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My bet is that Lilly Frank would suggest you stick to the apple pie. Jeanie Grey has empowered the read and lover or Vampire Romance to step beyond the shadows and into the light. A truly fantastic read for those who love a good hero tale and a great Romance story. This one is filled with passion and respect for both a lover, and fearful girl who misses her mother and a woman, set on a revenge she didn't know she was seeking. Lilly's "routine" is a subconscious plan to find the man who murdered her mother and take out a revenge on him that she didn't know she was Jeanie Grey has empowered the read and lover or Vampire Romance to step beyond the shadows and into the light.

Lilly's "routine" is a subconscious plan to find the man who murdered her mother and take out a revenge on him that she didn't know she was harboring. Two years in the making, she has been working toward loosing her fear and frailty so as to never become the victim herself. She wants to be tough, to keep her predictable routine, to live her life. As with everyone's plans, something steps in Lilly's life will never be the same again.

She now has no doubt that the man who has found her, knows her inner thoughts and desires and his one mission is to let them all out; let the little demons out to play. A riveting read from a talented and passionate writer. I eagerly look forward to the next installment of Awakening.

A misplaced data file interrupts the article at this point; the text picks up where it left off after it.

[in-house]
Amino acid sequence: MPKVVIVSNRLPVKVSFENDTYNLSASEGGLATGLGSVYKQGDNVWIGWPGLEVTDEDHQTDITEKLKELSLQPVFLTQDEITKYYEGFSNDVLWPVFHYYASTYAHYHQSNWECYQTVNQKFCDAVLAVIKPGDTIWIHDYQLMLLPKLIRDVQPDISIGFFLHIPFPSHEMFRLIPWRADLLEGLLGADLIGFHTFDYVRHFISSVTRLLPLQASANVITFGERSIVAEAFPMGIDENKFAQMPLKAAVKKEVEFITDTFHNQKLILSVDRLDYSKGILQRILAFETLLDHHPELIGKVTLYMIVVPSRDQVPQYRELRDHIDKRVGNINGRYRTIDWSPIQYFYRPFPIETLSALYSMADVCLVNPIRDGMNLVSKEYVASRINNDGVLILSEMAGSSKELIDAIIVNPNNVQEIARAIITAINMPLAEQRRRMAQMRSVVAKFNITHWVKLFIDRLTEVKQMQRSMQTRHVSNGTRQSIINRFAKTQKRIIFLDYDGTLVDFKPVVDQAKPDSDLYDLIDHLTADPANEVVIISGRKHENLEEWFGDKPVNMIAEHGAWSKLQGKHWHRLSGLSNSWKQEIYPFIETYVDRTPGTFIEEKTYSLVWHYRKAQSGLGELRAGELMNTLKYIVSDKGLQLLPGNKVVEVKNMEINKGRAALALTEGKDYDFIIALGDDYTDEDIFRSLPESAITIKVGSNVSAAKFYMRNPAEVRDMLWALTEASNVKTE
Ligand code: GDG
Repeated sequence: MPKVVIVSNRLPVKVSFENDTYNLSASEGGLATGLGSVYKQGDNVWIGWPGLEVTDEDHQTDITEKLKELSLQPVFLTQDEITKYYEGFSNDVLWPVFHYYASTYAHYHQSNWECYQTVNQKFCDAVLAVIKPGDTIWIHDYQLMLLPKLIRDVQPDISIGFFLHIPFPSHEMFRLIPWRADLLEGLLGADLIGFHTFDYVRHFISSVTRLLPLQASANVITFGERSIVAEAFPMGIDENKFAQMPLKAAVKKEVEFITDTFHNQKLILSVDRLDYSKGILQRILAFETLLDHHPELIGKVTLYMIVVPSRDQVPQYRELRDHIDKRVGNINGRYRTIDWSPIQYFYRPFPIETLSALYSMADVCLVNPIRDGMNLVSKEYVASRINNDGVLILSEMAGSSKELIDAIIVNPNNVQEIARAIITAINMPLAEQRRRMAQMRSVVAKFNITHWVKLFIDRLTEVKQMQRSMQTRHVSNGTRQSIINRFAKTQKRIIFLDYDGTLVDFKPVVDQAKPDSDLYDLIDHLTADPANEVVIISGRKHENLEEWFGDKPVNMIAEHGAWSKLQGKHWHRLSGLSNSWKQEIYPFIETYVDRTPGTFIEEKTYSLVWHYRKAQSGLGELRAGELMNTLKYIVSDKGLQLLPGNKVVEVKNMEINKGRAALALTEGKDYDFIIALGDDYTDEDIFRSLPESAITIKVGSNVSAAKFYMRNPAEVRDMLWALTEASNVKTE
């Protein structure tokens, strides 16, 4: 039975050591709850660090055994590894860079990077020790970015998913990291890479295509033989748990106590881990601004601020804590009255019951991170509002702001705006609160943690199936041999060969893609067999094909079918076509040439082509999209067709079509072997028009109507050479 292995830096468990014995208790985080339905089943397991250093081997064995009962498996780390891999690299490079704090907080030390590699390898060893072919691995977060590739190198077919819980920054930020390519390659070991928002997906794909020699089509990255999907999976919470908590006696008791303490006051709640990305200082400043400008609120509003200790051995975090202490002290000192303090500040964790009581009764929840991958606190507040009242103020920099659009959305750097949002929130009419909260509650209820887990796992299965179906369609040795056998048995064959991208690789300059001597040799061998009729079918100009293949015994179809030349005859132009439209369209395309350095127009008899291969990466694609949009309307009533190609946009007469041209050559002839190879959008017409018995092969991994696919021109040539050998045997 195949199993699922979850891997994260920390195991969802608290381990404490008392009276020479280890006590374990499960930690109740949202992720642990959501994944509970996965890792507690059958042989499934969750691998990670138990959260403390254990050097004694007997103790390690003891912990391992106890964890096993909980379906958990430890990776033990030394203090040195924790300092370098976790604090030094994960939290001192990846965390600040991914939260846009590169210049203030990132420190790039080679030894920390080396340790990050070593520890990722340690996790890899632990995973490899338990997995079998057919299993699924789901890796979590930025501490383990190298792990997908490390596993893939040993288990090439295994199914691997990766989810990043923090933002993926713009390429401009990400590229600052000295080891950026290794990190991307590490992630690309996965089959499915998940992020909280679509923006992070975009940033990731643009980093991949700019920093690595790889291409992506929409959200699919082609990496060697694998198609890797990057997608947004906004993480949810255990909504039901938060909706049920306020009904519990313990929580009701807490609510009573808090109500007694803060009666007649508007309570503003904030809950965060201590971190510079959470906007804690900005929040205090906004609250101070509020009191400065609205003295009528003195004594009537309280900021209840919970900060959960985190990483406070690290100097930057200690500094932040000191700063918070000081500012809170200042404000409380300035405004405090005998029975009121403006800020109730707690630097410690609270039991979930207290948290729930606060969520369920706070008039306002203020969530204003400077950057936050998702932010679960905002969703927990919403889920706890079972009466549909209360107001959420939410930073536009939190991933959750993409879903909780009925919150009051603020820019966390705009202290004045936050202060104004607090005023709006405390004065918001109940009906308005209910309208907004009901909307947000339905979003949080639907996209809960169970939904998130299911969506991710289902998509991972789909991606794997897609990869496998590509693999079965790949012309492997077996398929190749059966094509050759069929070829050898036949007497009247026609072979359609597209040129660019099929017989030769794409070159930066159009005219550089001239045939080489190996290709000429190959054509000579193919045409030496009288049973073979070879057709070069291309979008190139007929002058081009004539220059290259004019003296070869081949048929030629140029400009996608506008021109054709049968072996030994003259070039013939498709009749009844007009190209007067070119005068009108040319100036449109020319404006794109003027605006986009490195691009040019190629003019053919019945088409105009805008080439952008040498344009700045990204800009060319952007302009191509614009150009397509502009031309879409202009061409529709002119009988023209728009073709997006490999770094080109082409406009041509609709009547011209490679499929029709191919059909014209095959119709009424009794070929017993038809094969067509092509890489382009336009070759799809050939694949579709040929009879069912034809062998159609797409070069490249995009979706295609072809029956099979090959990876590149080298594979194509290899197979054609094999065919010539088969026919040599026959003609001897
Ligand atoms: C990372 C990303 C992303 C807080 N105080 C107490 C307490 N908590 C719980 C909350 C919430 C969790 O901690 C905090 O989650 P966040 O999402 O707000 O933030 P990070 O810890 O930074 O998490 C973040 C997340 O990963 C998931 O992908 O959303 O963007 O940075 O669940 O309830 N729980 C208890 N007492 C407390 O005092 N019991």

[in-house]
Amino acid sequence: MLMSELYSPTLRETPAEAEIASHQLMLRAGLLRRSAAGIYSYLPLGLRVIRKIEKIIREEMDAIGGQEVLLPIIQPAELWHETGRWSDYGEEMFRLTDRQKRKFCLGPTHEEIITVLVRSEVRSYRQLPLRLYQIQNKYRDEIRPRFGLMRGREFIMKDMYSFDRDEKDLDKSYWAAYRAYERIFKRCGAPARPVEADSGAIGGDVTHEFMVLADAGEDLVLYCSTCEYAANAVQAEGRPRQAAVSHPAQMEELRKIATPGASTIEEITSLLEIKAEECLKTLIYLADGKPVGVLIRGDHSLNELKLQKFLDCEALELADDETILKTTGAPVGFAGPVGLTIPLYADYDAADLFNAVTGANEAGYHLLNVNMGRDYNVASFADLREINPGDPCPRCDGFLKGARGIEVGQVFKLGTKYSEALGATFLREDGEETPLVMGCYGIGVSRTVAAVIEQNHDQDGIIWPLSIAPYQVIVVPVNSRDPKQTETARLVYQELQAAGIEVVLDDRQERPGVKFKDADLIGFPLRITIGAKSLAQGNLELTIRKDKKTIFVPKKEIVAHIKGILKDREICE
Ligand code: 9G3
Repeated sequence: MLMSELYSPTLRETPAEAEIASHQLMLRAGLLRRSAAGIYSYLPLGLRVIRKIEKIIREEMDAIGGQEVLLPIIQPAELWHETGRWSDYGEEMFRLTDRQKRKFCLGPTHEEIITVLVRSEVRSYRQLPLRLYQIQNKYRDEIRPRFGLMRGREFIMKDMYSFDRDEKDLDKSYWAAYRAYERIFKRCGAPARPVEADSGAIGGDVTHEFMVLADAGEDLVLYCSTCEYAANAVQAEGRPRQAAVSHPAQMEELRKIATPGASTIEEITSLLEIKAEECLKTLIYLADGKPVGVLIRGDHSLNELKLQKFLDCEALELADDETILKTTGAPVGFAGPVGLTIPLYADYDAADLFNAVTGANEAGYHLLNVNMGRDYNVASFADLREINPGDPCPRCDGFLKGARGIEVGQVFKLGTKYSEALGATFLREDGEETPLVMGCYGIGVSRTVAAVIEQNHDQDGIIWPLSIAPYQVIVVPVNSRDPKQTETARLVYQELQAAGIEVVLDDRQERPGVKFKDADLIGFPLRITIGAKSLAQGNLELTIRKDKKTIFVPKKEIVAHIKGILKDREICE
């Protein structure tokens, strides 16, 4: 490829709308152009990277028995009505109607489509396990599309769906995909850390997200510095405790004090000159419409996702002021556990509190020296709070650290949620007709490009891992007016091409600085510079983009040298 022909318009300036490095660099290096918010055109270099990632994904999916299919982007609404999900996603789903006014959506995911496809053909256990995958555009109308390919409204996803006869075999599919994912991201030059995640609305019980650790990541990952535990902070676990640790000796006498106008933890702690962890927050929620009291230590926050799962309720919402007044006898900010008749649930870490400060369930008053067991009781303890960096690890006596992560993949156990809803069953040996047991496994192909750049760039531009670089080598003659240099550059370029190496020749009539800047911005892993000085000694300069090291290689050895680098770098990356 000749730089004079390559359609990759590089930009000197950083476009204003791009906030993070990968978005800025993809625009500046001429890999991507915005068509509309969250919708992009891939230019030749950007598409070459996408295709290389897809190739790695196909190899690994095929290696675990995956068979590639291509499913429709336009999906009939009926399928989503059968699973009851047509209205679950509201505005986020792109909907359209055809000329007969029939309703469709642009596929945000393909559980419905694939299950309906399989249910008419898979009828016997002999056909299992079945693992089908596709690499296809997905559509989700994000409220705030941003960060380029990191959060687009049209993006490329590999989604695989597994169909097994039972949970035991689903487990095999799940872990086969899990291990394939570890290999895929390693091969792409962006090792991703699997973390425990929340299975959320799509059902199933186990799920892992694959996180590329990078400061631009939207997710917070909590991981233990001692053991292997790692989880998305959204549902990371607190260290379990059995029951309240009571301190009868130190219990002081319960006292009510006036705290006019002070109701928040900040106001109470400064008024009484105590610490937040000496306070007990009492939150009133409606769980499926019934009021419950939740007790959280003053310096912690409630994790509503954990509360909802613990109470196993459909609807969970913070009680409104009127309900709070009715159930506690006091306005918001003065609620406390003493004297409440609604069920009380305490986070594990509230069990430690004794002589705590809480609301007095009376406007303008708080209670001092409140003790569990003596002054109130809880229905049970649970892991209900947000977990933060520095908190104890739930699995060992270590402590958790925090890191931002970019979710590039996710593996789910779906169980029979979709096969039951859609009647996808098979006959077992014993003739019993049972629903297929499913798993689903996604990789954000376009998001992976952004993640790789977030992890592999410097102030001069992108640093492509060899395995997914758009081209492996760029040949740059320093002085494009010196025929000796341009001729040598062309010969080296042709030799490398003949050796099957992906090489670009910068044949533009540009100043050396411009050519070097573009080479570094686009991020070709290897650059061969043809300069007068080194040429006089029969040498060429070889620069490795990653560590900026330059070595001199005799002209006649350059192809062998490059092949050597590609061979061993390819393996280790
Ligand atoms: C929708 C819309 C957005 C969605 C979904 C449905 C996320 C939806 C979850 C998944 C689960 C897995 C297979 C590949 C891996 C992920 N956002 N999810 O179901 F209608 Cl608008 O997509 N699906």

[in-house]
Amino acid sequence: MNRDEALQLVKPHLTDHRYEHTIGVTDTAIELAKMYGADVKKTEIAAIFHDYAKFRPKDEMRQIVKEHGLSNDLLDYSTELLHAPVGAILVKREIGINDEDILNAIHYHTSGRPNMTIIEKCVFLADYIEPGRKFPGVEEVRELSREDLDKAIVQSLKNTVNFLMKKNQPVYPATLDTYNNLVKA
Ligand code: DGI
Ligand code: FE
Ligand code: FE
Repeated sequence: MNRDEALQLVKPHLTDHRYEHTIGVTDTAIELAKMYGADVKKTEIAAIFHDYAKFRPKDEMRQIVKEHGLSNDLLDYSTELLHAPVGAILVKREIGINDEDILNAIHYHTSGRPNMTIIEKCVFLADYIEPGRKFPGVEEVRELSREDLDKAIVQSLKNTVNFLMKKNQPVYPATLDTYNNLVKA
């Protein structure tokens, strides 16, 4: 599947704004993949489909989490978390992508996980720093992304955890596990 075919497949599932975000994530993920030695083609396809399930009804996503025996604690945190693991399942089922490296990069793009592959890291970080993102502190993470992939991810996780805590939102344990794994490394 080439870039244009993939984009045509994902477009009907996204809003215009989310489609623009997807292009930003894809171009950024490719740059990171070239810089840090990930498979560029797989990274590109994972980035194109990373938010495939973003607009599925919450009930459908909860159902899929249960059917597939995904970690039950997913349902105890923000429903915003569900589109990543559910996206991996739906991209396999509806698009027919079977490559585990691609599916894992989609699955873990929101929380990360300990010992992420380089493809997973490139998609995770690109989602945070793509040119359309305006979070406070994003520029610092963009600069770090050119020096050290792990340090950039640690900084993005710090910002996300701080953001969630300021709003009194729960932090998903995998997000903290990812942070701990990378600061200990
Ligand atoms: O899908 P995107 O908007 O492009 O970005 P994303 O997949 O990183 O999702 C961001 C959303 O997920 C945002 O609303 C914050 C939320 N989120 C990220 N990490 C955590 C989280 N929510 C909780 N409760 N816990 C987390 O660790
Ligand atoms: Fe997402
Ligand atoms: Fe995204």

View 1 comment. I received an eARC copy of this book in return for an honest review. I really enjoyed reading this book. I loved the sadness, the humor, romance, and the suspense of the story. I would have never guessed this to have been the author's debut book, because of how well written it was and the magic that I felt come out of the pages. It's a MUST read ya that will tear at your heart strings and pull you into the story and keep you entertained from beginning to end. I fell in love with the characters a I received an eARC copy of this book in return for an honest review.

I fell in love with the characters and loved every minute of the story. What a cliffhanger!! Lily is a strong independent woman who lost her mother and Torren is a oh so hot Vampire. When the meet Lilys father suggests she take him out. Little dies Lily know but, Torren asked to be set up! Torren gives Lily some shocking news!! Oh you must read it to find out what happened!! Fabulous Novella!!! Pure entertainment from start to finish, Awakening grabbed my attention and kept it. I agree wholeheartedly with the other reviewers who rave -- this has all the right ingredients for a fun, suspenseful, romance-rich adventure.

Good Good worth a read, but too short. I'd rather not read a bunch of pg things. It's irritating and only for money. Loved this vampire romance. And lives in a type of suspended reality watching the world around her revolve while she attempts to get through each day. Then she meets Terron and her life is turned upside down yet again. Terron is a force of nature in Lilly's life, one she can't ignore. With his help she pulls herself out of the self inflicted limbo she has been living in. So I enjoyed the second half of the book. Fast and easy read, read it in one sitting.